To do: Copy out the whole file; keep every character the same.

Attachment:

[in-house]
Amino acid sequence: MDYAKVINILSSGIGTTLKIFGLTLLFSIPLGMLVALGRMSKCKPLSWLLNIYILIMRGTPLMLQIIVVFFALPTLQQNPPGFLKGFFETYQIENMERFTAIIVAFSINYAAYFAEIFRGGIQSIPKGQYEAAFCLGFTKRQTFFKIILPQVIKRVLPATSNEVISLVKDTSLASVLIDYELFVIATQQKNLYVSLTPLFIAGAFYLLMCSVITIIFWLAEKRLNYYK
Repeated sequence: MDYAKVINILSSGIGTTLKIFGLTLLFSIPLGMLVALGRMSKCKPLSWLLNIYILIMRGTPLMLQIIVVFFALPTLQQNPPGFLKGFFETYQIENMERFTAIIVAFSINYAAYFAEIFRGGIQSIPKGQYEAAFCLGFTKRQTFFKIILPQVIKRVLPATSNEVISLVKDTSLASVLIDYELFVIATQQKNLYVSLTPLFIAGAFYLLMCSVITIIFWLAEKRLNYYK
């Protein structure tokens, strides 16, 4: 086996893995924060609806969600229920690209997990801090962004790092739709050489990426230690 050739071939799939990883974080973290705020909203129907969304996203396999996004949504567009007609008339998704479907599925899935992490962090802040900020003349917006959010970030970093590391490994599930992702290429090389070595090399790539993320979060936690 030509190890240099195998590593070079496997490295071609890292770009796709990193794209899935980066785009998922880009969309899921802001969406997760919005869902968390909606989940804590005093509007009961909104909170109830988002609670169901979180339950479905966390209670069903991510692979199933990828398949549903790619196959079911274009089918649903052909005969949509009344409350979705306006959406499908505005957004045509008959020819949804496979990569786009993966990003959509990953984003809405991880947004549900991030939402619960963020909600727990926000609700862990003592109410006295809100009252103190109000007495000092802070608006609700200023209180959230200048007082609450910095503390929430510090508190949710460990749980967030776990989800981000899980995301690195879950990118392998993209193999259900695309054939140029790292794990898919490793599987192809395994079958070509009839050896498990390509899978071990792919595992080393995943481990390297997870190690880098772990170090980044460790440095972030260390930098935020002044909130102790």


[in-house]
Amino acid sequence: MDYAKVINILSSGIGTTLKIFGLTLLFSIPLGMLVALGRMSKCKPLSWLLNIYILIMRGTPLMLQIIVVFFALPTLQQNPPGFLKGFFETYQIENMERFTAIIVAFSINYAAYFAEIFRGGIQSIPKGQYEAAFCLGFTKRQTFFKIILPQVIKRVLPATSNEVISLVKDTSLASVLIDYELFVIATQQKNLYVSLTPLFIAGAFYLLMCSVITIIFWLAEKRLNYYK
Repeated sequence: MDYAKVINILSSGIGTTLKIFGLTLLFSIPLGMLVALGRMSKCKPLSWLLNIYILIMRGTPLMLQIIVVFFALPTLQQNPPGFLKGFFETYQIENMERFTAIIVAFSINYAAYFAEIFRGGIQSIPKGQYEAAFCLGFTKRQTFFKIILPQVIKRVLPATSNEVISLVKDTSLASVLIDYELFVIATQQKNLYVSLTPLFIAGAFYLLMCSVITIIFWLAEKRLNYYK
């Protein structure tokens, strides 16, 4: 086996893995924060609806969600229920690209997990801090962004790092739709050489990426230690 050739071939799939990883974080973290705020909203129907969304996203396999996004949504567009007609008339998704479907599925899935992490962090802040900020003349917006959010970030970093590391490994599930992702290429090389070595090399790539993320979060936690 030509190890240099195998590593070079496997490295071609890292770009796709990193794209899935980066785009998922880009969309899921802001969406997760919005869902968390909606989940804590005093509007009961909104909170109830988002609670169901979180339950479905966390209670069903991510692979199933990828398949549903790619196959079911274009089918649903052909005969949509009344409350979705306006959406499908505005957004045509008959020819949804496979990569786009993966990003959509990953984003809405991880947004549900991030939402619960963020909600727990926000609700862990003592109410006295809100009252103190109000007495000092802070608006609700200023209180959230200048007082609450910095503390929430510090508190949710460990749980967030776990989800981000899980995301690195879950990118392998993209193999259900695309054939140029790292794990898919490793599987192809395994079958070509009839050896498990390509899978071990792919595992080393995943481990390297997870190690880098772990170090980044460790440095972030260390930098935020002044909130102790």